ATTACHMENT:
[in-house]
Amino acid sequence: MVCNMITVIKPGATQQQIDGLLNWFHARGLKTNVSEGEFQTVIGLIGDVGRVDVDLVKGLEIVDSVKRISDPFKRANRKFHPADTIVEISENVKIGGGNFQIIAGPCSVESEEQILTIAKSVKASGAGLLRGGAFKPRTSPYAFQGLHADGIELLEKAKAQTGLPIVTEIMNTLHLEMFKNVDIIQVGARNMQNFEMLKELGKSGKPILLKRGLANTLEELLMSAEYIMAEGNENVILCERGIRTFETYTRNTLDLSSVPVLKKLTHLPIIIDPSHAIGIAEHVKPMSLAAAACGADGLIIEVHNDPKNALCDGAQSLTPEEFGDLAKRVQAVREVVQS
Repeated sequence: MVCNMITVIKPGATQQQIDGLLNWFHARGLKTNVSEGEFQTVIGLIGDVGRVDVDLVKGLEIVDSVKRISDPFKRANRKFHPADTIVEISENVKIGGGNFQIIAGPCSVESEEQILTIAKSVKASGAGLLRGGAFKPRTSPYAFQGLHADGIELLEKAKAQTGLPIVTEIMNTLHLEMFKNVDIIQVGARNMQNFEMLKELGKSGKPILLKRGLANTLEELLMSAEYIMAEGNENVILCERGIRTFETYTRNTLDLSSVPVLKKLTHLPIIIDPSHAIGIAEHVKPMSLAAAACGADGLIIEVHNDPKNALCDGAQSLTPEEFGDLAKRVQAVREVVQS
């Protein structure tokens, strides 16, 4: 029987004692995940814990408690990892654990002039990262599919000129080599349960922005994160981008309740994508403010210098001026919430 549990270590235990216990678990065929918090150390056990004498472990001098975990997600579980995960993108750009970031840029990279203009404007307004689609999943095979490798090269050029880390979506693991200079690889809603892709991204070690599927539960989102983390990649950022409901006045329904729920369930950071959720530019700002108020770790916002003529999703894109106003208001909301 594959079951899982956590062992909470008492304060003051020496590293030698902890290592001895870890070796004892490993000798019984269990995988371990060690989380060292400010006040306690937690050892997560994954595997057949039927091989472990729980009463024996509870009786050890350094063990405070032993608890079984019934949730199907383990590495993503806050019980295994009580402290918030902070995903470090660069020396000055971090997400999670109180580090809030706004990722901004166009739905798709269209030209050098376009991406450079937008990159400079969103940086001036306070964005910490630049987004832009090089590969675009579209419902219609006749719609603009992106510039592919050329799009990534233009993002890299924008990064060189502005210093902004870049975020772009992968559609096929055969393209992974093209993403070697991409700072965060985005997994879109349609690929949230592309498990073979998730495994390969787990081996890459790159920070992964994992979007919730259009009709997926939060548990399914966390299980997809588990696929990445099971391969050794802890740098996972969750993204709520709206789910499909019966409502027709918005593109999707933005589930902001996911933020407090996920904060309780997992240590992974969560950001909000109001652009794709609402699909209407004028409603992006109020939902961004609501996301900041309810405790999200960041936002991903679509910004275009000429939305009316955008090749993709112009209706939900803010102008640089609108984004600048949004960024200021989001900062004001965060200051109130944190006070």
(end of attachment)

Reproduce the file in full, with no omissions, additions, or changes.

[in-house]
Amino acid sequence: MVCNMITVIKPGATQQQIDGLLNWFHARGLKTNVSEGEFQTVIGLIGDVGRVDVDLVKGLEIVDSVKRISDPFKRANRKFHPADTIVEISENVKIGGGNFQIIAGPCSVESEEQILTIAKSVKASGAGLLRGGAFKPRTSPYAFQGLHADGIELLEKAKAQTGLPIVTEIMNTLHLEMFKNVDIIQVGARNMQNFEMLKELGKSGKPILLKRGLANTLEELLMSAEYIMAEGNENVILCERGIRTFETYTRNTLDLSSVPVLKKLTHLPIIIDPSHAIGIAEHVKPMSLAAAACGADGLIIEVHNDPKNALCDGAQSLTPEEFGDLAKRVQAVREVVQS
Repeated sequence: MVCNMITVIKPGATQQQIDGLLNWFHARGLKTNVSEGEFQTVIGLIGDVGRVDVDLVKGLEIVDSVKRISDPFKRANRKFHPADTIVEISENVKIGGGNFQIIAGPCSVESEEQILTIAKSVKASGAGLLRGGAFKPRTSPYAFQGLHADGIELLEKAKAQTGLPIVTEIMNTLHLEMFKNVDIIQVGARNMQNFEMLKELGKSGKPILLKRGLANTLEELLMSAEYIMAEGNENVILCERGIRTFETYTRNTLDLSSVPVLKKLTHLPIIIDPSHAIGIAEHVKPMSLAAAACGADGLIIEVHNDPKNALCDGAQSLTPEEFGDLAKRVQAVREVVQS
């Protein structure tokens, strides 16, 4: 029987004692995940814990408690990892654990002039990262599919000129080599349960922005994160981008309740994508403010210098001026919430 549990270590235990216990678990065929918090150390056990004498472990001098975990997600579980995960993108750009970031840029990279203009404007307004689609999943095979490798090269050029880390979506693991200079690889809603892709991204070690599927539960989102983390990649950022409901006045329904729920369930950071959720530019700002108020770790916002003529999703894109106003208001909301 594959079951899982956590062992909470008492304060003051020496590293030698902890290592001895870890070796004892490993000798019984269990995988371990060690989380060292400010006040306690937690050892997560994954595997057949039927091989472990729980009463024996509870009786050890350094063990405070032993608890079984019934949730199907383990590495993503806050019980295994009580402290918030902070995903470090660069020396000055971090997400999670109180580090809030706004990722901004166009739905798709269209030209050098376009991406450079937008990159400079969103940086001036306070964005910490630049987004832009090089590969675009579209419902219609006749719609603009992106510039592919050329799009990534233009993002890299924008990064060189502005210093902004870049975020772009992968559609096929055969393209992974093209993403070697991409700072965060985005997994879109349609690929949230592309498990073979998730495994390969787990081996890459790159920070992964994992979007919730259009009709997926939060548990399914966390299980997809588990696929990445099971391969050794802890740098996972969750993204709520709206789910499909019966409502027709918005593109999707933005589930902001996911933020407090996920904060309780997992240590992974969560950001909000109001652009794709609402699909209407004028409603992006109020939902961004609501996301900041309810405790999200960041936002991903679509910004275009000429939305009316955008090749993709112009209706939900803010102008640089609108984004600048949004960024200021989001900062004001965060200051109130944190006070």